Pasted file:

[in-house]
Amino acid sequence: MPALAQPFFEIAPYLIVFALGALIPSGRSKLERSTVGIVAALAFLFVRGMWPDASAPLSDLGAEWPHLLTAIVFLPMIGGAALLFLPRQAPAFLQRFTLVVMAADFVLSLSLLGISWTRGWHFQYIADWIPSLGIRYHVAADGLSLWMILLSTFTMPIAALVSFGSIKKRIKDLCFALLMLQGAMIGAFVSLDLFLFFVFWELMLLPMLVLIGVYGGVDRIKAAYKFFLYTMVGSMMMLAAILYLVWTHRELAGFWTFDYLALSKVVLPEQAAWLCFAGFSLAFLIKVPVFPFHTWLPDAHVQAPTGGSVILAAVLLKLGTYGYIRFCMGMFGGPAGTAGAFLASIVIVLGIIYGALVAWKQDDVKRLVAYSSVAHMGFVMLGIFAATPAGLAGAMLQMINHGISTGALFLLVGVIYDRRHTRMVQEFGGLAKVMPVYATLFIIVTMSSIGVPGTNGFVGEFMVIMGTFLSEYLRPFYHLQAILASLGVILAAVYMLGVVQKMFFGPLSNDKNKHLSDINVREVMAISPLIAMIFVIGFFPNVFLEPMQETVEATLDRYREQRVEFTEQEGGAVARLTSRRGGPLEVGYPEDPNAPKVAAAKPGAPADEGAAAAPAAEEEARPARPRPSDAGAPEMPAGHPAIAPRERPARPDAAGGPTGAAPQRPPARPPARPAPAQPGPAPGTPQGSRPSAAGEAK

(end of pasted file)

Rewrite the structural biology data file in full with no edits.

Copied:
[in-house]
Amino acid sequence: MPALAQPFFEIAPYLIVFALGALIPSGRSKLERSTVGIVAALAFLFVRGMWPDASAPLSDLGAEWPHLLTAIVFLPMIGGAALLFLPRQAPAFLQRFTLVVMAADFVLSLSLLGISWTRGWHFQYIADWIPSLGIRYHVAADGLSLWMILLSTFTMPIAALVSFGSIKKRIKDLCFALLMLQGAMIGAFVSLDLFLFFVFWELMLLPMLVLIGVYGGVDRIKAAYKFFLYTMVGSMMMLAAILYLVWTHRELAGFWTFDYLALSKVVLPEQAAWLCFAGFSLAFLIKVPVFPFHTWLPDAHVQAPTGGSVILAAVLLKLGTYGYIRFCMGMFGGPAGTAGAFLASIVIVLGIIYGALVAWKQDDVKRLVAYSSVAHMGFVMLGIFAATPAGLAGAMLQMINHGISTGALFLLVGVIYDRRHTRMVQEFGGLAKVMPVYATLFIIVTMSSIGVPGTNGFVGEFMVIMGTFLSEYLRPFYHLQAILASLGVILAAVYMLGVVQKMFFGPLSNDKNKHLSDINVREVMAISPLIAMIFVIGFFPNVFLEPMQETVEATLDRYREQRVEFTEQEGGAVARLTSRRGGPLEVGYPEDPNAPKVAAAKPGAPADEGAAAAPAAEEEARPARPRPSDAGAPEMPAGHPAIAPRERPARPDAAGGPTGAAPQRPPARPPARPAPAQPGPAPGTPQGSRPSAAGEAK